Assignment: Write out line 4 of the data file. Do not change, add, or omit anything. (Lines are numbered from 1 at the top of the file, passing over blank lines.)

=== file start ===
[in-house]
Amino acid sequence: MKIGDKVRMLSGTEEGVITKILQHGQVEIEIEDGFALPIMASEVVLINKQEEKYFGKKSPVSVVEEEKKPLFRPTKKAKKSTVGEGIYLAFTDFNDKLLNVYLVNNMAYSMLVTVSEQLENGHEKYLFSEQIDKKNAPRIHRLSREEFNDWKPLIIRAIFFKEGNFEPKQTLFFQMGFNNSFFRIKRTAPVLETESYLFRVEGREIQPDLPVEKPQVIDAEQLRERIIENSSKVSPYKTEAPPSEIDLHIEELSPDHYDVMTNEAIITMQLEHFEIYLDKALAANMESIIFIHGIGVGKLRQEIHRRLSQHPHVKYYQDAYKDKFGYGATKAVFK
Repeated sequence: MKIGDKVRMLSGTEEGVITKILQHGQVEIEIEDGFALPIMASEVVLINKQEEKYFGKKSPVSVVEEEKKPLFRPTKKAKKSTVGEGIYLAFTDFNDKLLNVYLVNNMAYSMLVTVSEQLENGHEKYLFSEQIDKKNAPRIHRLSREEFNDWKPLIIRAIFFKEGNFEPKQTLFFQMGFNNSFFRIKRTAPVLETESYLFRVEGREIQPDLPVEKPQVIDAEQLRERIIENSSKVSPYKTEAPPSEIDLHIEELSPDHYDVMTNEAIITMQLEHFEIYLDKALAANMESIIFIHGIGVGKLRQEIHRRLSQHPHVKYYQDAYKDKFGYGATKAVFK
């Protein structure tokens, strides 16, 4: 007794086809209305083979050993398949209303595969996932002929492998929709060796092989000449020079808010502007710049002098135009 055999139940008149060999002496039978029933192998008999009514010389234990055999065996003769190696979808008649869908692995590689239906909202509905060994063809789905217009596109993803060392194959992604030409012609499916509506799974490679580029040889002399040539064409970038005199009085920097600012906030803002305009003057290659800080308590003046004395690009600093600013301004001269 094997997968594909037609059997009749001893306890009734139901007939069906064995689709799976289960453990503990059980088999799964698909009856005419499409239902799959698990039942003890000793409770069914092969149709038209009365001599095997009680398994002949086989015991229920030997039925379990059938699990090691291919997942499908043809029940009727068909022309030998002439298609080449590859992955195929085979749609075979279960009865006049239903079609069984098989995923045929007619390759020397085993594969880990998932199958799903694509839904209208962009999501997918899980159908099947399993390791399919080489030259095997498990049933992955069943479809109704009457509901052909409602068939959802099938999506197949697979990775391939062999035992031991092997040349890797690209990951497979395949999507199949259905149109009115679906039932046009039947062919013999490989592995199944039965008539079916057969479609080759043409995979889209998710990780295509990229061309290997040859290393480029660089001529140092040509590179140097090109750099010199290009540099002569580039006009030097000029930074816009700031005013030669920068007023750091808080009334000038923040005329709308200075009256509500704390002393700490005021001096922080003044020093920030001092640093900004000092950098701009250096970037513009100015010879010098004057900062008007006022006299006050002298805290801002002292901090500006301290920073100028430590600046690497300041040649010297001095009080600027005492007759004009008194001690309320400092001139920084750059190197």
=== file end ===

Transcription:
């Protein structure tokens, strides 16, 4: 007794086809209305083979050993398949209303595969996932002929492998929709060796092989000449020079808010502007710049002098135009 055999139940008149060999002496039978029933192998008999009514010389234990055999065996003769190696979808008649869908692995590689239906909202509905060994063809789905217009596109993803060392194959992604030409012609499916509506799974490679580029040889002399040539064409970038005199009085920097600012906030803002305009003057290659800080308590003046004395690009600093600013301004001269 094997997968594909037609059997009749001893306890009734139901007939069906064995689709799976289960453990503990059980088999799964698909009856005419499409239902799959698990039942003890000793409770069914092969149709038209009365001599095997009680398994002949086989015991229920030997039925379990059938699990090691291919997942499908043809029940009727068909022309030998002439298609080449590859992955195929085979749609075979279960009865006049239903079609069984098989995923045929007619390759020397085993594969880990998932199958799903694509839904209208962009999501997918899980159908099947399993390791399919080489030259095997498990049933992955069943479809109704009457509901052909409602068939959802099938999506197949697979990775391939062999035992031991092997040349890797690209990951497979395949999507199949259905149109009115679906039932046009039947062919013999490989592995199944039965008539079916057969479609080759043409995979889209998710990780295509990229061309290997040859290393480029660089001529140092040509590179140097090109750099010199290009540099002569580039006009030097000029930074816009700031005013030669920068007023750091808080009334000038923040005329709308200075009256509500704390002393700490005021001096922080003044020093920030001092640093900004000092950098701009250096970037513009100015010879010098004057900062008007006022006299006050002298805290801002002292901090500006301290920073100028430590600046690497300041040649010297001095009080600027005492007759004009008194001690309320400092001139920084750059190197």